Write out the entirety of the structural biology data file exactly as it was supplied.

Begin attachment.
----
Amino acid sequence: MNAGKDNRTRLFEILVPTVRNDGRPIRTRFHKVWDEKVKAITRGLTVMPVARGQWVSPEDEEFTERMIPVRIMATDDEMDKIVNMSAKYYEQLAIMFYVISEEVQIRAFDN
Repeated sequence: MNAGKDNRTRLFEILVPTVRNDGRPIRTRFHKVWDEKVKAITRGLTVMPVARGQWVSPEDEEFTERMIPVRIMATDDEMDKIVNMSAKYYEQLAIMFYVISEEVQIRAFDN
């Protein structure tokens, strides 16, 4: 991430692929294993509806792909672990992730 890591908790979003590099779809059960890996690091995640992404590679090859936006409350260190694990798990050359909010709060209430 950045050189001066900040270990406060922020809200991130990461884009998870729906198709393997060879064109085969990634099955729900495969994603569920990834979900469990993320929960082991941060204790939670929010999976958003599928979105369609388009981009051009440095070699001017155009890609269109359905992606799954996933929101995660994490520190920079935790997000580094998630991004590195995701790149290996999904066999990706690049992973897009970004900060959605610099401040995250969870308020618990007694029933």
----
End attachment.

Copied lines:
Amino acid sequence: MNAGKDNRTRLFEILVPTVRNDGRPIRTRFHKVWDEKVKAITRGLTVMPVARGQWVSPEDEEFTERMIPVRIMATDDEMDKIVNMSAKYYEQLAIMFYVISEEVQIRAFDN
Repeated sequence: MNAGKDNRTRLFEILVPTVRNDGRPIRTRFHKVWDEKVKAITRGLTVMPVARGQWVSPEDEEFTERMIPVRIMATDDEMDKIVNMSAKYYEQLAIMFYVISEEVQIRAFDN
């Protein structure tokens, strides 16, 4: 991430692929294993509806792909672990992730 890591908790979003590099779809059960890996690091995640992404590679090859936006409350260190694990798990050359909010709060209430 950045050189001066900040270990406060922020809200991130990461884009998870729906198709393997060879064109085969990634099955729900495969994603569920990834979900469990993320929960082991941060204790939670929010999976958003599928979105369609388009981009051009440095070699001017155009890609269109359905992606799954996933929101995660994490520190920079935790997000580094998630991004590195995701790149290996999904066999990706690049992973897009970004900060959605610099401040995250969870308020618990007694029933």